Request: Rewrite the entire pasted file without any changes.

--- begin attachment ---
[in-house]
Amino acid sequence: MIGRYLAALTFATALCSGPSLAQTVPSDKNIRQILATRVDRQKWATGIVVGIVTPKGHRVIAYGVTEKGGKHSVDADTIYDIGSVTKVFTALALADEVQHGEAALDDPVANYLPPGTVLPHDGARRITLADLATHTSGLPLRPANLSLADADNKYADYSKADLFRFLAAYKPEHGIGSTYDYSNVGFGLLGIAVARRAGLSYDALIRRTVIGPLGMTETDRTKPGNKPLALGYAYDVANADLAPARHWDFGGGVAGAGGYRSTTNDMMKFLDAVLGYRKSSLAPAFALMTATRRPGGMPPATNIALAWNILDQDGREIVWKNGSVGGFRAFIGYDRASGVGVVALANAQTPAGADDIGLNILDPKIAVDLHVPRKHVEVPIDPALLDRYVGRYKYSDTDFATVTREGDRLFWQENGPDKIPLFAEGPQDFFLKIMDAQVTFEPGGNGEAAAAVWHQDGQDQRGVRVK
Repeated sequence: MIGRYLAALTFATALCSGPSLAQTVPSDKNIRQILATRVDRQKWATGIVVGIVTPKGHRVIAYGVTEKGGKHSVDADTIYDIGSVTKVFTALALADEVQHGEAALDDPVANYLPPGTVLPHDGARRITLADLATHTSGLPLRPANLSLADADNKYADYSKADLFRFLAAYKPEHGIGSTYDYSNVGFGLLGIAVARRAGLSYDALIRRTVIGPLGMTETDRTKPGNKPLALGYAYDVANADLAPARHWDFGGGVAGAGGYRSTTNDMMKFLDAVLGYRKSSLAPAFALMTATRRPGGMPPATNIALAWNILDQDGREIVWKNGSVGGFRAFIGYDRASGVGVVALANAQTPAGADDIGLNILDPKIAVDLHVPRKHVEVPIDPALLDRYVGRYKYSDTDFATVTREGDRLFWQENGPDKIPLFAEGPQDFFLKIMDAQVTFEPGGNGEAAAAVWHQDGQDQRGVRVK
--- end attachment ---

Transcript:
[in-house]
Amino acid sequence: MIGRYLAALTFATALCSGPSLAQTVPSDKNIRQILATRVDRQKWATGIVVGIVTPKGHRVIAYGVTEKGGKHSVDADTIYDIGSVTKVFTALALADEVQHGEAALDDPVANYLPPGTVLPHDGARRITLADLATHTSGLPLRPANLSLADADNKYADYSKADLFRFLAAYKPEHGIGSTYDYSNVGFGLLGIAVARRAGLSYDALIRRTVIGPLGMTETDRTKPGNKPLALGYAYDVANADLAPARHWDFGGGVAGAGGYRSTTNDMMKFLDAVLGYRKSSLAPAFALMTATRRPGGMPPATNIALAWNILDQDGREIVWKNGSVGGFRAFIGYDRASGVGVVALANAQTPAGADDIGLNILDPKIAVDLHVPRKHVEVPIDPALLDRYVGRYKYSDTDFATVTREGDRLFWQENGPDKIPLFAEGPQDFFLKIMDAQVTFEPGGNGEAAAAVWHQDGQDQRGVRVK
Repeated sequence: MIGRYLAALTFATALCSGPSLAQTVPSDKNIRQILATRVDRQKWATGIVVGIVTPKGHRVIAYGVTEKGGKHSVDADTIYDIGSVTKVFTALALADEVQHGEAALDDPVANYLPPGTVLPHDGARRITLADLATHTSGLPLRPANLSLADADNKYADYSKADLFRFLAAYKPEHGIGSTYDYSNVGFGLLGIAVARRAGLSYDALIRRTVIGPLGMTETDRTKPGNKPLALGYAYDVANADLAPARHWDFGGGVAGAGGYRSTTNDMMKFLDAVLGYRKSSLAPAFALMTATRRPGGMPPATNIALAWNILDQDGREIVWKNGSVGGFRAFIGYDRASGVGVVALANAQTPAGADDIGLNILDPKIAVDLHVPRKHVEVPIDPALLDRYVGRYKYSDTDFATVTREGDRLFWQENGPDKIPLFAEGPQDFFLKIMDAQVTFEPGGNGEAAAAVWHQDGQDQRGVRVK